Aquatic organisms are continually exposed to complex mixtures of chemical compounds that are potentially deleterious. Physiological equilibriums of living organisms are thus continuously challenged and may be disturbed. Of major importance are disruptions of cellular and physiological mechanisms that may induce carcinogenetic, developmental or reproductive effects. These are of such critical importance because they may have implications at higher levels of biological organisation, including populations and food webs.
High pressure on water resources widely occurs and will further augment, for instance the UK Growth Agenda foresee an extra 50,000 houses to be built in the next 20 years in the region. There is thus a real and urgent need for a sound management of the resources based on the best knowledge available.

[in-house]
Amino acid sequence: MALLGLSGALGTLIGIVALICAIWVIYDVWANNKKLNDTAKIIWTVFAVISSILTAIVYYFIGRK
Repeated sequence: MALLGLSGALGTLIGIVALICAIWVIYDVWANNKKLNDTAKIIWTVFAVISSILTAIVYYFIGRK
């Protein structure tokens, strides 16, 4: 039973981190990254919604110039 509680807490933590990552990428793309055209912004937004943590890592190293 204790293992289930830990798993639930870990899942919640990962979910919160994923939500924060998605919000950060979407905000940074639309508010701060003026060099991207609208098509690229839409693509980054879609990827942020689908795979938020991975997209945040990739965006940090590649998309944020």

Importantly, involvement in the DIESE Interreg project of End Users from the water regulatory authority both on the UK and the French sides creates a unique opportunity to produce science of direct relevance to the industry/regulatory authority charged with protecting/regulating the aquatic environment in appliance with EU Directives. The French and UK counterparts will thus have a valuable opportunity to share thoughts and experience.
This project builds and expands on a previous Interreg project (RAED, Interreg IIIa; Minier et al., 2000; Peck et al., 2005). RAED allowed the development of a number of new analytical tools that have become world-leading and state-of-the-art. We intend to expand our collaborative success with ‘estrogens’ on anti-androgens, selected carcinogens and immunotoxic compounds acknowledging the fact that physiology and hence the health of living organisms is dependant on a variety of essential mechanisms that are strongly inter-linked.